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Auditor Seeks Review of Tobacco Initiative

County counsel is asked to assess constitutionality of the measure, which requires spending on health care.


A ranking county official said he has asked for a legal opinion on the constitutionality of Measure H, foreshadowing possible legal steps to dismantle an initiative supported by 65% of the voters in Tuesday's election.

David E. Sundstrom, the county's auditor-controller, said he has doubts about the initiative's authority to direct where and how more than $30 million a year from the national tobacco settlement will be spent.

"This has everything to do with staying within the law and meeting the will of the people," Sundstrom said. "I want to do both."

But a county supervisor and a state senator who supported the initiative said it would be an injustice if county bureaucrats tried to topple the initiative in court.

If legal action is forthcoming, it would mark the second time in consecutive elections the county has legally attacked an initiative that voters passed overwhelmingly. Last March, the county joined a lawsuit over spending limits in Measure F, an anti-airport initiative that passed with 67% of the vote.

Under Measure H, 80% of the tobacco funds will pay for health care and anti-smoking programs. The remainder will pay for public safety. By contrast, Measure G would have used 40% of the money to pay down the county's bankruptcy debt, 42% for health care and 18% for jails.

As auditor-controller, Sundstrom's office is authorized to release allocations such as tobacco money, provided he receives permission from county supervisors and assurances that the measure is constitutional. He said County Counsel Laurence M. Watson shares his worry with the initiative's constitutionality.

The measure does not take effect until July 1, 2001, giving the county time to determine which legal course, if any, it will take without slowing distribution of the tobacco money.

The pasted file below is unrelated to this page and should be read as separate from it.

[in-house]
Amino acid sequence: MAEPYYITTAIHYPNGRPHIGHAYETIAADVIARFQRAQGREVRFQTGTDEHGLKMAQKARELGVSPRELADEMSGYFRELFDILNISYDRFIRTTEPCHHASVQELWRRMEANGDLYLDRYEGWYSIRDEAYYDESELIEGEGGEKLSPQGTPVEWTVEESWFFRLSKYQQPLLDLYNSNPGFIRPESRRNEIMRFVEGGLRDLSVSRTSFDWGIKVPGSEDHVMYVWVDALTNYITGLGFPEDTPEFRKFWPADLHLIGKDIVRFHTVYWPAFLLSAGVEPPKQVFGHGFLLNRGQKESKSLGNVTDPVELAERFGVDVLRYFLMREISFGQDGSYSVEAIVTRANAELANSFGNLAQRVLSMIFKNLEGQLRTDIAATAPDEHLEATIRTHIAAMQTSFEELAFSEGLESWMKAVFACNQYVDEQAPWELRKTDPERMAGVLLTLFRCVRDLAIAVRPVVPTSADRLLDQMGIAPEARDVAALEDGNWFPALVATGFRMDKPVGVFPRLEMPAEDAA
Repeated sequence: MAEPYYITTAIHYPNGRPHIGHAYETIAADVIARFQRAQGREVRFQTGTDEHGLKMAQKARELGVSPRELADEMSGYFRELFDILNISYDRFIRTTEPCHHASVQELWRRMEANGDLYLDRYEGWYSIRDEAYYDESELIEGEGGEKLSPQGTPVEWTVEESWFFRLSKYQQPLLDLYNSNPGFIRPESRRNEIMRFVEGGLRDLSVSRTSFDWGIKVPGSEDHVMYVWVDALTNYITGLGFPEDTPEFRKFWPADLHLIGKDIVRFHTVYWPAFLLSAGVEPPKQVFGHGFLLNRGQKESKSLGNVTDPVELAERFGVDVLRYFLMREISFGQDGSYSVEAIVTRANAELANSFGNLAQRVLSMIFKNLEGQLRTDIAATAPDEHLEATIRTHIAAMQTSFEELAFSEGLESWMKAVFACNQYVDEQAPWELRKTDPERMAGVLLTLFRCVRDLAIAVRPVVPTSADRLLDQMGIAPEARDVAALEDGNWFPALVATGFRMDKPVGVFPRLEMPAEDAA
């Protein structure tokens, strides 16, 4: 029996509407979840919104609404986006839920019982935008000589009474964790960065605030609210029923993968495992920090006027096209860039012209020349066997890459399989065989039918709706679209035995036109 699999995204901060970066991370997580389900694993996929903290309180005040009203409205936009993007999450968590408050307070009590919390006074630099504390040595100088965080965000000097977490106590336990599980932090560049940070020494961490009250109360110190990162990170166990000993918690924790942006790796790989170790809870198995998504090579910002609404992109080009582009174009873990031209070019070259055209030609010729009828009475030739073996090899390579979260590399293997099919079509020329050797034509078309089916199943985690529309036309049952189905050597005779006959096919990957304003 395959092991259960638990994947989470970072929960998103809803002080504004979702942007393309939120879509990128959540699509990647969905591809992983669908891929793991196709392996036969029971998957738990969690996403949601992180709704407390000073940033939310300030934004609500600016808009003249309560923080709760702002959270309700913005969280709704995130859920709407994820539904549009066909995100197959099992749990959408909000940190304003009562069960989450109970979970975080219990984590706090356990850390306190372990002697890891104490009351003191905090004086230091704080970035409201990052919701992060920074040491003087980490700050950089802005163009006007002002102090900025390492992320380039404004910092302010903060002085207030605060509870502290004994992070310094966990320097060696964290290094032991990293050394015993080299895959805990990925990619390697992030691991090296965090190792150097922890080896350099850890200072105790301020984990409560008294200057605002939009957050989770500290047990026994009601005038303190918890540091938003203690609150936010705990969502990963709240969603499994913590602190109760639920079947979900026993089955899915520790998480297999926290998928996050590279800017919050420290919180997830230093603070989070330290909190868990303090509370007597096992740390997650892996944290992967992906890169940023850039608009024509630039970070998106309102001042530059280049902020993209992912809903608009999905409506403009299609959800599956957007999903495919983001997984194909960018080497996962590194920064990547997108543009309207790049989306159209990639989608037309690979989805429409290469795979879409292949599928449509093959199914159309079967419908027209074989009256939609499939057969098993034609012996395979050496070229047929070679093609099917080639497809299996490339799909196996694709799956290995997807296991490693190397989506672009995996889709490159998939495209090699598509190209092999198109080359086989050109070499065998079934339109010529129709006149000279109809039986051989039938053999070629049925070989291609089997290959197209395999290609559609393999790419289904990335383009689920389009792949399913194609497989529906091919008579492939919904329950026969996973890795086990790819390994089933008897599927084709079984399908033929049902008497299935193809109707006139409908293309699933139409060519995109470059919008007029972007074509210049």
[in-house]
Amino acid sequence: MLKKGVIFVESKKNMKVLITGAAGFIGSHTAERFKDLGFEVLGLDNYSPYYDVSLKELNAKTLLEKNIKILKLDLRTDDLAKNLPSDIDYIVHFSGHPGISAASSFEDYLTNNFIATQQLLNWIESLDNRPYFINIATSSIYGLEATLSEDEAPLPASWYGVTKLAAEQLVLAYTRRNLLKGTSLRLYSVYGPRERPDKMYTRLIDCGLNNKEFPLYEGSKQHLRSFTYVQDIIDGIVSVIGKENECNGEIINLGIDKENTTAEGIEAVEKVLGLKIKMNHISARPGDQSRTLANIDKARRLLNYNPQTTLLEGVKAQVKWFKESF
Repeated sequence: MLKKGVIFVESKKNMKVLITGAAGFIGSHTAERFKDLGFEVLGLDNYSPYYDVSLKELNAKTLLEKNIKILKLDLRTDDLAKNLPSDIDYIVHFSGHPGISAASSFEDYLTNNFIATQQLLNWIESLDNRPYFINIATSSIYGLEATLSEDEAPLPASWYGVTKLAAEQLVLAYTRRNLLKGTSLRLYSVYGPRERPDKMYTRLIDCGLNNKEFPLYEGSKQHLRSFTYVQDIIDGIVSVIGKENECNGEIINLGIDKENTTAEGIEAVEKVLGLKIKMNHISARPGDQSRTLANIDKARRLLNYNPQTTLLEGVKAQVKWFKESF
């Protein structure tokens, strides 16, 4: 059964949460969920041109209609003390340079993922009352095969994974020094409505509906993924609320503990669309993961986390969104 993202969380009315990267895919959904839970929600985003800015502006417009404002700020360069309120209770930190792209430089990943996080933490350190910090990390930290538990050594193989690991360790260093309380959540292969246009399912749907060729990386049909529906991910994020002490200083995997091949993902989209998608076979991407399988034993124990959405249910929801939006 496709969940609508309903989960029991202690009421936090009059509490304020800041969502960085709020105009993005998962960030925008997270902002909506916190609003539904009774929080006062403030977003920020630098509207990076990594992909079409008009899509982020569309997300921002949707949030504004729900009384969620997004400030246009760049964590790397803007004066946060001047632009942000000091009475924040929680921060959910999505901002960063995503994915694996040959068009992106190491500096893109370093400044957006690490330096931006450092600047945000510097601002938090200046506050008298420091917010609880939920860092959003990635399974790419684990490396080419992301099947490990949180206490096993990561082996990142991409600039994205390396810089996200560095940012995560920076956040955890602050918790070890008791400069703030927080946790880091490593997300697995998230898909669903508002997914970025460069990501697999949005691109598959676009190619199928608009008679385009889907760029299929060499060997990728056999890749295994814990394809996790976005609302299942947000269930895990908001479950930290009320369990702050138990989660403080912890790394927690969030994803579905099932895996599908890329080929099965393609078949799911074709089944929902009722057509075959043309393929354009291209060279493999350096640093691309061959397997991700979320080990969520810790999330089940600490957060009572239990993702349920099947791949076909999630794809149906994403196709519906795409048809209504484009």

Watson said he believes the initiative is unconstitutional because it prevents future supervisors from making decisions on how tobacco funds can be spent.

But Measure H supporters, who raised more than $800,000 to support their initiative, said a lawsuit by the county would be wrong.

"We think it would be a huge mistake if they pursue any litigation," said Michele Revelle, executive director of the Orange County Medical Assn. "A clear majority of the voters said that this is [what] the money should be used for and the board and other county officials shouldn't circumvent the will of the voters."

Watson said, in this case, he doesn't necessarily need permission from county supervisors to bring a lawsuit and plans to conduct his own legal research on the initiative.

Supervisor Todd Spitzer said if the county counsel took any action on his own it would be a "serious injustice" to voters who approved Measure H.

During the campaign, Watson had expressed concerns about Measure H. But in a lighthearted moment during a conversation with Spitzer this week, Watson said he told the supervisor: "I'm not sure I need board authority to bring a lawsuit [against Measure H]. I think I might be able to bring one myself."

Spitzer, who supported the measure, said he was surprised by Watson's comments and retorted that he would enjoy "the opportunity" of hiring an attorney to help defend Measure H and sue Watson.

On Wednesday, the jocular mood that had surrounded the earlier discussion vanished. Watson acknowledged that as county counsel, he had trouble with both Measure H and its counterpart, Measure G, because both essentially left supervisors no say on how the tobacco money should be spent in years to come.

The prospect of a decision to challenge the initiative rankled pro-H supporters such as state Sen. Joe Dunn (D-Santa Ana).

Dunn, an attorney, said the difference between Measure H and G was simple: G was put on the ballot by county supervisors while H resulted from a successful petition drive.

"The constitutional difference here is that the people put Measure H on the ballot," Dunn said.

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